+-----------+---------+-----------------------+-----------------------------------------------+------------+-----------+
| gentoo    | RUNNING | 10.250.240.164 (eth0) | fd42:46d0:3c40:cca7:216:3eff:fe27:10ca (eth0) | PERSISTENT | 0         |
+-----------+---------+-----------------------+-----------------------------------------------+------------+-----------+
| ubuntu    | RUNNING | 10.250.240.80 (eth0)  | fd42:46d0:3c40:cca7:216:3eff:fedc:f0a6 (eth0) | PERSISTENT | 0         |
+-----------+---------+-----------------------+-----------------------------------------------+------------+-----------+

Conclusion

The availability of snapd on other Linux distributions makes it a great way to get the latest LXD running on your distribution of choice.

There are still a number of problems with the LXD snap which may or may not be a blocker for your own use. The main ones at this point are:

  • All containers are shutdown and restarted on upgrades
  • No support for bash completion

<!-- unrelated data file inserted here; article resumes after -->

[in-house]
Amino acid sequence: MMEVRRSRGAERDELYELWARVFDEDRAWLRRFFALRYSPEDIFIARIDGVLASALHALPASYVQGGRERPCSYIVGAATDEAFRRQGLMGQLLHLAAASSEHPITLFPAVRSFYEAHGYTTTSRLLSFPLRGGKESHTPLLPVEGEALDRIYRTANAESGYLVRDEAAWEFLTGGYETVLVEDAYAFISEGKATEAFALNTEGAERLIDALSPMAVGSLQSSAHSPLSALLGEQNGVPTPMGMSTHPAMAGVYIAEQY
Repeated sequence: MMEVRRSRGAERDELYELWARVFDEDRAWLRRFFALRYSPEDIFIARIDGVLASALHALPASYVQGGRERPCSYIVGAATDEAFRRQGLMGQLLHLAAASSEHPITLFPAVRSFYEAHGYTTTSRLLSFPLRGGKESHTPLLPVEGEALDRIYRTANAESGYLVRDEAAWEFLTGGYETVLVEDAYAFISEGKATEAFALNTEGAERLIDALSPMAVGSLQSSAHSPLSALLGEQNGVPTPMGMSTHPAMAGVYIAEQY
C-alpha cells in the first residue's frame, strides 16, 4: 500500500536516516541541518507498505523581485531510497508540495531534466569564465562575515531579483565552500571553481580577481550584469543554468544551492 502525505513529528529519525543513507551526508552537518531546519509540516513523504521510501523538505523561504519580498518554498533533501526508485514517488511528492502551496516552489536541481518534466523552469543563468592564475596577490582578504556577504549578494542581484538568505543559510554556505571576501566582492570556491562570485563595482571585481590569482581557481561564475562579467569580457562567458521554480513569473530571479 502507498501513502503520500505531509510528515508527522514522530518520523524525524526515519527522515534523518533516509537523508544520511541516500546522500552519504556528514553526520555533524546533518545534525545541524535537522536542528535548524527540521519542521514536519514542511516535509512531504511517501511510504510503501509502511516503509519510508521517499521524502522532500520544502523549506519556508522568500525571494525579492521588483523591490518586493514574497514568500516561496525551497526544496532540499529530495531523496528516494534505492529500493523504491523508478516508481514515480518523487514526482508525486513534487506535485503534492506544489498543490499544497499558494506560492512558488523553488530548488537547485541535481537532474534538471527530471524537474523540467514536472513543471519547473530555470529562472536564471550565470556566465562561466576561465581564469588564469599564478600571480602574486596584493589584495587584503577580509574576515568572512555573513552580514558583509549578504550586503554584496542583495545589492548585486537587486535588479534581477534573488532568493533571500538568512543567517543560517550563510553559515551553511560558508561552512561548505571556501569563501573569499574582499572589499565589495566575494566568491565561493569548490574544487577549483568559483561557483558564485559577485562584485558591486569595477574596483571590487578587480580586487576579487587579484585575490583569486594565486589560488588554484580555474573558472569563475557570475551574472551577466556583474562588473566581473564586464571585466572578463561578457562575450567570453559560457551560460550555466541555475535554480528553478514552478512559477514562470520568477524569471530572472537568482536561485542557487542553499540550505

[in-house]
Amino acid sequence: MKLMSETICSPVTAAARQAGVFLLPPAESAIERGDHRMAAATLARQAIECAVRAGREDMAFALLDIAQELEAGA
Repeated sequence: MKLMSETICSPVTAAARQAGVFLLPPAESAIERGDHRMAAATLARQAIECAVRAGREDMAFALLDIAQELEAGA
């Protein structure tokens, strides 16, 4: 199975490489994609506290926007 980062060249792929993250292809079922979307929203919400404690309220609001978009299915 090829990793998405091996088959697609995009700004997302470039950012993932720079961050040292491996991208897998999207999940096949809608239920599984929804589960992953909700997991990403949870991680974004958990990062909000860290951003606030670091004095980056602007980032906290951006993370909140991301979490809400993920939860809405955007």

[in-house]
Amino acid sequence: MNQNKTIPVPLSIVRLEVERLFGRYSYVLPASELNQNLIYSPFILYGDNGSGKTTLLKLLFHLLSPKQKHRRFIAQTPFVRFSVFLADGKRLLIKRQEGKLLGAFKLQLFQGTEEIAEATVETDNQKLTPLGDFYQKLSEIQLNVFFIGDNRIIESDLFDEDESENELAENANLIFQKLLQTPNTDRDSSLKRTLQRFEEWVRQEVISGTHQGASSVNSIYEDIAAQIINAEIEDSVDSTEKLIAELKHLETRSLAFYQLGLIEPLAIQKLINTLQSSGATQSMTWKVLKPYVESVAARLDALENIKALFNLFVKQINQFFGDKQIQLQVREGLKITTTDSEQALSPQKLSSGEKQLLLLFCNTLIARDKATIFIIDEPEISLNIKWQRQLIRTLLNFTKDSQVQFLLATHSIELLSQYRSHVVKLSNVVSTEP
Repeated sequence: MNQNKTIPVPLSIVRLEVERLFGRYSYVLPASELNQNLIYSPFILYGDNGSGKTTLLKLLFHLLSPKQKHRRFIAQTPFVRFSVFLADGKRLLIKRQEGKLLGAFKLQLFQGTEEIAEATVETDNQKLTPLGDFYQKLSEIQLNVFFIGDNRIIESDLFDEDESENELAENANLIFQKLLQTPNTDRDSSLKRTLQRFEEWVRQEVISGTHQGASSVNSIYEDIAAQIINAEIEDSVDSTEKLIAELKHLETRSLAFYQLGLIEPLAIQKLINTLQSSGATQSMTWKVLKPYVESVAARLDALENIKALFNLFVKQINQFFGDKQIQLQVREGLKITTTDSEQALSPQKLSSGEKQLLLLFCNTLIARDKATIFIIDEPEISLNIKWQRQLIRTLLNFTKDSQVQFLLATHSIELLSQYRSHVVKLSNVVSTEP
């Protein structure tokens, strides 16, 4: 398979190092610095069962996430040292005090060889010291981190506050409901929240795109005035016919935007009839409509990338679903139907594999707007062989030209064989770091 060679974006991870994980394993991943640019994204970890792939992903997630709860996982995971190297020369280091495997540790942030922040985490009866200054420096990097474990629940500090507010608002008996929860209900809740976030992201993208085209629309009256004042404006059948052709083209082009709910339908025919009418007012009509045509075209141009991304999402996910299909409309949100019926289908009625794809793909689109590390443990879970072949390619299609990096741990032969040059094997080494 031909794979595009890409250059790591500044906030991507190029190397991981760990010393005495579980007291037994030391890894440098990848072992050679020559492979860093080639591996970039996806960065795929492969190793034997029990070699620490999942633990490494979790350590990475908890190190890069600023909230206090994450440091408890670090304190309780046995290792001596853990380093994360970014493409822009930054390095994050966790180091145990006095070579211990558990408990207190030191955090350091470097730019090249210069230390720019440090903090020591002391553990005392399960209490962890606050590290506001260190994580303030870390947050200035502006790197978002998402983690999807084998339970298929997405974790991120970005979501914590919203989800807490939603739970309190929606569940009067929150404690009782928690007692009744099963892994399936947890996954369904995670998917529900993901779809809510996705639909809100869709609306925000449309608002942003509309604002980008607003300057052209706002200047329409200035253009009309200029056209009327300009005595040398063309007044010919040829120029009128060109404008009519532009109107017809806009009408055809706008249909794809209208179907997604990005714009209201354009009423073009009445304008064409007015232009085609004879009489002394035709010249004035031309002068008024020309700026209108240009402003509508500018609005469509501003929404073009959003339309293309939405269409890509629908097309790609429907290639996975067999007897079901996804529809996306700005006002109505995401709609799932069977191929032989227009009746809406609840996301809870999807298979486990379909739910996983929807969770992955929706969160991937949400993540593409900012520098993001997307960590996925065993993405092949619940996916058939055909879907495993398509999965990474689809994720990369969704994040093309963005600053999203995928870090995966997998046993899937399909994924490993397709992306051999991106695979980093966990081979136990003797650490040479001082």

If you want non-root users to have access to the LXD daemon. Simply make sure that a “lxd” group exists on your system and add whoever you want to manage LXD into that group, then restart the LXD daemon.

Extra information

The snapd website can be found at: http://snapcraft.io

The main LXD website is at: https://linuxcontainers.org/lxd
Development happens on Github at: https://github.com/lxc/lxd
Mailing-list support happens on: https://lists.linuxcontainers.org
IRC support happens in: #lxcontainers on irc.freenode.net
Try LXD online: https://linuxcontainers.org/lxd/try-it

This entry was posted in Canonical voices, LXD, Planet Ubuntu and tagged . Bookmark the permalink.

12 Responses to LXD on Debian (using snapd)

  1. Marcos Alano says:

    Great article! But I never could understand correctly what is LXD. LXD is a system to create and manage LXC containers? I saw a frontend tool (‘lxc’ command) and seems there is a daemon (‘lxd’ package), so I think this frontend tool communicates with the daemon to create, destroy, etc. the LXC containers on the host. That is correct?